- The Diverted Reaction - was another favorite thing to do to pass the time in class. I could tell when it was time to do something off-the-cuff, for our teacher, (a) Mrs. Handley, would almost split her lips from tightening them up for having to explain things twice. So when she would ask us, "Do you have any questions?" I would look at the work in my book and literally create a problem for her to explain. And since it was the beginning of the so-called "New" Math, she wasn't that up on it yet, so I had her at a direct-disadvantage and we loved to hear her stammer and mumble.
- Sign My Paper - I wonder why my teachers never paddled me for this one. All I did was do a few math problems and take it up to my teacher and ask her to sign it for my parents to see. What was funny was these math problems were not even in our lesson plans.
- Tell Us a Story - And when things got really boring, we would have someone to do some research our teacher's background, then pick-out a certain thing that she might love to talk about then ask her to tell us about that time in her life.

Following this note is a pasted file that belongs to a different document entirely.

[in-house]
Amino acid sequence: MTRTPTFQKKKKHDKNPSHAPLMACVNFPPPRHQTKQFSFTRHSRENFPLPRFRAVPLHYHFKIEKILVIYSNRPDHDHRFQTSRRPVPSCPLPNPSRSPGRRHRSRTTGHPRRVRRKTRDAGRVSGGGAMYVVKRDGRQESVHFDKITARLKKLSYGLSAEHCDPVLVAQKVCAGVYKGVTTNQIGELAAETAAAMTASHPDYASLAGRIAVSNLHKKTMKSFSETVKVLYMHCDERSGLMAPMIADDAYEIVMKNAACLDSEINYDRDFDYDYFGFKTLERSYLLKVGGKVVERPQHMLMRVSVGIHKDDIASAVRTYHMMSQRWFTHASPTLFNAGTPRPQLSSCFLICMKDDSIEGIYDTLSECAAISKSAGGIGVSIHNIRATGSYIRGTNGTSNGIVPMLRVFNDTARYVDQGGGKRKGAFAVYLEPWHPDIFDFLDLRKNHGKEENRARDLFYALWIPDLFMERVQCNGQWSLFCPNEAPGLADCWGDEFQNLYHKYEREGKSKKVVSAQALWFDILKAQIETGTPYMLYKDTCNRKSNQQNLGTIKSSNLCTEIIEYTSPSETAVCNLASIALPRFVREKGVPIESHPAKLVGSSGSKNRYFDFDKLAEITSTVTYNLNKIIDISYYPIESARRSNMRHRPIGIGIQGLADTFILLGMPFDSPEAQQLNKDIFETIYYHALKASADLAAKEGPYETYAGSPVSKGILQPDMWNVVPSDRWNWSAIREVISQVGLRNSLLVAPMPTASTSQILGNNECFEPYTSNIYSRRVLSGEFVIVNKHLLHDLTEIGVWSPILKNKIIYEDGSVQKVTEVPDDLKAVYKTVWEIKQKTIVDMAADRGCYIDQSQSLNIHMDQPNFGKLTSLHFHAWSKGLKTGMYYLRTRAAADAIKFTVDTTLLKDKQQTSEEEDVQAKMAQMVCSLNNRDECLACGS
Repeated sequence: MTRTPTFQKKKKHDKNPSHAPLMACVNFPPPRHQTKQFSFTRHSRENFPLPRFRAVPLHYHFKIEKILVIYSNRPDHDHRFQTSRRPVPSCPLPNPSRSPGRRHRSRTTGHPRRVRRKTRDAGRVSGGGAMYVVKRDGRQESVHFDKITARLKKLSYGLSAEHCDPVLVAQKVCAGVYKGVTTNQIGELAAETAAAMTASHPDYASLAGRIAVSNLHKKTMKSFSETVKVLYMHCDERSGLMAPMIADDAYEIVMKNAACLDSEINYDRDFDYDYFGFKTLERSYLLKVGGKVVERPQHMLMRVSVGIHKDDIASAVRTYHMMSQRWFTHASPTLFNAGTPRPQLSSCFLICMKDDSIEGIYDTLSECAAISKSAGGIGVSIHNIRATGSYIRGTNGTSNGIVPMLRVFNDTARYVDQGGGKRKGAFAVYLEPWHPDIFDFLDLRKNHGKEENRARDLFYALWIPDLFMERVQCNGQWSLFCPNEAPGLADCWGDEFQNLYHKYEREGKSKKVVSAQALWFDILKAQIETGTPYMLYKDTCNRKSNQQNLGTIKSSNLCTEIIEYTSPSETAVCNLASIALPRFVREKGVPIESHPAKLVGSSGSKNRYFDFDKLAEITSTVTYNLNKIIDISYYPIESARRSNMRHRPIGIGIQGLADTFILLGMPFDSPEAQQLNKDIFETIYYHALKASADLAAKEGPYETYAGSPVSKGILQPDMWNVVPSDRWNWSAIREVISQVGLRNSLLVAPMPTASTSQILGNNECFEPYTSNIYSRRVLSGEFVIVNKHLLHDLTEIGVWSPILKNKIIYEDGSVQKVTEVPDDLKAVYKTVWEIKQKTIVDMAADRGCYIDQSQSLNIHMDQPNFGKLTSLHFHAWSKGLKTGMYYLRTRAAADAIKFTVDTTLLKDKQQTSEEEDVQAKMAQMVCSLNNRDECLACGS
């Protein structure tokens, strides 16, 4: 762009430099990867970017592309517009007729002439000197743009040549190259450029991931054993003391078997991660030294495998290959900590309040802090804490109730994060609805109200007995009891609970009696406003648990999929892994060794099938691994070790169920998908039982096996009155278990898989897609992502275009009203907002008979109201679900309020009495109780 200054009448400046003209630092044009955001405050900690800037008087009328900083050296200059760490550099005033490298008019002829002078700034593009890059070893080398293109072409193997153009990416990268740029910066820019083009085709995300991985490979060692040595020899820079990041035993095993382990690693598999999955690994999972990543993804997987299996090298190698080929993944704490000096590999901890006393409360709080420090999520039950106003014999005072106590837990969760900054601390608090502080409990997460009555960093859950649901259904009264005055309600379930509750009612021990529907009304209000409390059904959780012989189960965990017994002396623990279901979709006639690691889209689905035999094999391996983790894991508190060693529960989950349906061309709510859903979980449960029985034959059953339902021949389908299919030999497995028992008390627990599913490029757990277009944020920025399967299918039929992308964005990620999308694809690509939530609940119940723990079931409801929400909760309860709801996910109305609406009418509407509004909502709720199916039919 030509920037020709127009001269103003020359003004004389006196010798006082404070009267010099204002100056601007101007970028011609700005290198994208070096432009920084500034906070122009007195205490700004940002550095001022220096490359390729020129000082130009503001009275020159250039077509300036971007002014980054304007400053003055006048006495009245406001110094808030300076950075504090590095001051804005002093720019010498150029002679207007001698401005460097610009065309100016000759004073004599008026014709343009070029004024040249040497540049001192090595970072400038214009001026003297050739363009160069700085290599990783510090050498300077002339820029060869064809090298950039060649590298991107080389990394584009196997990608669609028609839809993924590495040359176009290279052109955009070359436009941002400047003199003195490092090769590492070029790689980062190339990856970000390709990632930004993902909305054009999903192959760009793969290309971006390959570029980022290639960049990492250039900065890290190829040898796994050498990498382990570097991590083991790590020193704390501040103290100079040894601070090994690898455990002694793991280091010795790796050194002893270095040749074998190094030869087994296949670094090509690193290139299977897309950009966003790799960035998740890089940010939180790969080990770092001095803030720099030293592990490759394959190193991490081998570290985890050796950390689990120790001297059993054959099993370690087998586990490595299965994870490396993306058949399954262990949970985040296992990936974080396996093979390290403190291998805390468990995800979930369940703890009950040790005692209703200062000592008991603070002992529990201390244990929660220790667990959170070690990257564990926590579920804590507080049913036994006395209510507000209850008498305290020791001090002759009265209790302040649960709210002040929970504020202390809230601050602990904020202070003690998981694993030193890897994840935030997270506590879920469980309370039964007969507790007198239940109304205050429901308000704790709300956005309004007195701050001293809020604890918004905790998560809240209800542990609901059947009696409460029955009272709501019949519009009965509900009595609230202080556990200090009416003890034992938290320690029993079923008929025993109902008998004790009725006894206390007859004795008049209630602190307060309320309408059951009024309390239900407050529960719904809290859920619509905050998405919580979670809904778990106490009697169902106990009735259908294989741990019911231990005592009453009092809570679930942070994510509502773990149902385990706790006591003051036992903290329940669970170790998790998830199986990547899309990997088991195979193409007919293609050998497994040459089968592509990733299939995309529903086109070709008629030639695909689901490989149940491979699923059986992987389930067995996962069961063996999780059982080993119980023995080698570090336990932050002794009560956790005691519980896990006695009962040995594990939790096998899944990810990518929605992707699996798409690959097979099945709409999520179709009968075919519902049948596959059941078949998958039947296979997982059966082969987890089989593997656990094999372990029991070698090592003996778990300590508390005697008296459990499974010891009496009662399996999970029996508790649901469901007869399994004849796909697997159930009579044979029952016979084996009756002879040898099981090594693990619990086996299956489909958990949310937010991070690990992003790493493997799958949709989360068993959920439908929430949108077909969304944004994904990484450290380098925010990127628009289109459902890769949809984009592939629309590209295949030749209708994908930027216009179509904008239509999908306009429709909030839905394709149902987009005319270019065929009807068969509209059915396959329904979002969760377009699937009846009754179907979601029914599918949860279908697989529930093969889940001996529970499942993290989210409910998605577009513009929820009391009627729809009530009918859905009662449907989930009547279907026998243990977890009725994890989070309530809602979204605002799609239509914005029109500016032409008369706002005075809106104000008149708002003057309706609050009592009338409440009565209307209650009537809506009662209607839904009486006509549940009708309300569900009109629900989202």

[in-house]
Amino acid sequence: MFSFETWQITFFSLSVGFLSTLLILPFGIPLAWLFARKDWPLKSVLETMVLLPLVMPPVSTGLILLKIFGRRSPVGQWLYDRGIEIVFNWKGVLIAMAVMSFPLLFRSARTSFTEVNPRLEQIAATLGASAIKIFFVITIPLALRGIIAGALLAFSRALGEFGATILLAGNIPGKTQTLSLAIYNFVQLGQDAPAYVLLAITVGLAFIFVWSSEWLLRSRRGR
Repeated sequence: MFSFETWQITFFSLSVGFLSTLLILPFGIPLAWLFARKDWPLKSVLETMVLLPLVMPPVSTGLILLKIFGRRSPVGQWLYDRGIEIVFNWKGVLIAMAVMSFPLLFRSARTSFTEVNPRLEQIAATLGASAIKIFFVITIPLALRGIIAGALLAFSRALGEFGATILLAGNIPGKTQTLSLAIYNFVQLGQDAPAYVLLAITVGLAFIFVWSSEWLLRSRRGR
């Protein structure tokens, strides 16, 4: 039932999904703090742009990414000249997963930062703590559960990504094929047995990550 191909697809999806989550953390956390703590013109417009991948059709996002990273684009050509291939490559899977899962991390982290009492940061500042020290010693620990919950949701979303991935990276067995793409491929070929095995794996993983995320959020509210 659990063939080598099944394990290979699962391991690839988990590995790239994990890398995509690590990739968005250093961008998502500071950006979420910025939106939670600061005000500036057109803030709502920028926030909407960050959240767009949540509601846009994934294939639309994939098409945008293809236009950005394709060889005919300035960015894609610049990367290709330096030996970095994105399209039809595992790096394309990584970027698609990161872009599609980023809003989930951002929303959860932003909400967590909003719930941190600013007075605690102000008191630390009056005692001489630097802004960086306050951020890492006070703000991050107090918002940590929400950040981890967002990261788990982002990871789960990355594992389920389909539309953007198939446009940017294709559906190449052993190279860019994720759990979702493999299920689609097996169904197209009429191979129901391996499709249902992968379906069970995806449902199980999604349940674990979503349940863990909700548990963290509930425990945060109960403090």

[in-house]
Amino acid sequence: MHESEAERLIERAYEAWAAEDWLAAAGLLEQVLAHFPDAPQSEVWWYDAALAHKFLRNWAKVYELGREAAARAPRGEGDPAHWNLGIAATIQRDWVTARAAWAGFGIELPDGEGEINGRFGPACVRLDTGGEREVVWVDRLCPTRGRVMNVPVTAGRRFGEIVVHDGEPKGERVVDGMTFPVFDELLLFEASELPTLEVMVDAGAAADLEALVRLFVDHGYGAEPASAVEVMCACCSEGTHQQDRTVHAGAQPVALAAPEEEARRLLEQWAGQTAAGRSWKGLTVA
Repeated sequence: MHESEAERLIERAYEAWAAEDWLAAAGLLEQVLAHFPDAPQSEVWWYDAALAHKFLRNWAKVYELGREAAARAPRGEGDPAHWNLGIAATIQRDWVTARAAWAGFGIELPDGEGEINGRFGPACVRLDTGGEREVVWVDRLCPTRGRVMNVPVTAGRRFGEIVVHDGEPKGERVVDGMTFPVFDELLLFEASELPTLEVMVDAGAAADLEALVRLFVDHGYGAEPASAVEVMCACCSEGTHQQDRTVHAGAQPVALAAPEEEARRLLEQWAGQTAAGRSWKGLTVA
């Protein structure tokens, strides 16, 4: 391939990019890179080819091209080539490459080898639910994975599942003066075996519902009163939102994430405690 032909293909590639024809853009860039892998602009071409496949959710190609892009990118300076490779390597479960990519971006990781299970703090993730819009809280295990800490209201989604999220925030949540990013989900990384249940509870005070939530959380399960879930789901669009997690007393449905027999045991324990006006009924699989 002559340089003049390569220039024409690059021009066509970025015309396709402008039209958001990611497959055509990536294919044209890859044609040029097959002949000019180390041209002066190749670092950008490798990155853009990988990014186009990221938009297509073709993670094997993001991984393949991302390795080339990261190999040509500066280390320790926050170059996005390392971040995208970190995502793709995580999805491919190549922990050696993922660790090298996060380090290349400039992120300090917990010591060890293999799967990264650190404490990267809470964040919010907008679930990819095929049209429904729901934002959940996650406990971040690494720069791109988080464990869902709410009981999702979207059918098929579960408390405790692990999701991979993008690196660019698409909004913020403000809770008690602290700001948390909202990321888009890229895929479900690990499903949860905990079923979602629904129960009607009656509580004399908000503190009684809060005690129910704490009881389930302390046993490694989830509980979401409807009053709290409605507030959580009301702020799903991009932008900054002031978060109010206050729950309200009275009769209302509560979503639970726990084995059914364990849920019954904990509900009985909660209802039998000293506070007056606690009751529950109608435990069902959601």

- If it Smells Like a Duck - this one took guts to do. All it involved was someone bold enough to bring a rotting egg to class and then for a handful of co-conspirators to get her attention while the student with the rotting egg to put it in the trash can that sit at the front of the class and when the heat came on in the winter time, what a smell it gave off. Sometimes the teacher would try to question us to see whom brought this disgusting item to class.
- Steam Goes Wild - this trick was not recommended for the feint of heart. All you needed was a seventy-five cent water pistol-small enough to fit into your hand. And at recess, you hit the boys' rest room, fill the water pistol, and when class resumed, shoot the steam pipes that ran along the edge of the classroom ceiling--sending puffs of white steam into the air. What fun.
- Gazing Into Eternity--what was also fun to do was sit and gaze without moving, out the window and sure enough, when the teacher's curiosity got the best of her, she would ask, "What are you gazing at?" I would reply, "Oh, ma'am, you didn't see that deer running across the grounds? Look! There it goes again." That was worth about twenty-minutes of good distraction.
Coming soon . . ."The Simplicity of Being Out of Place"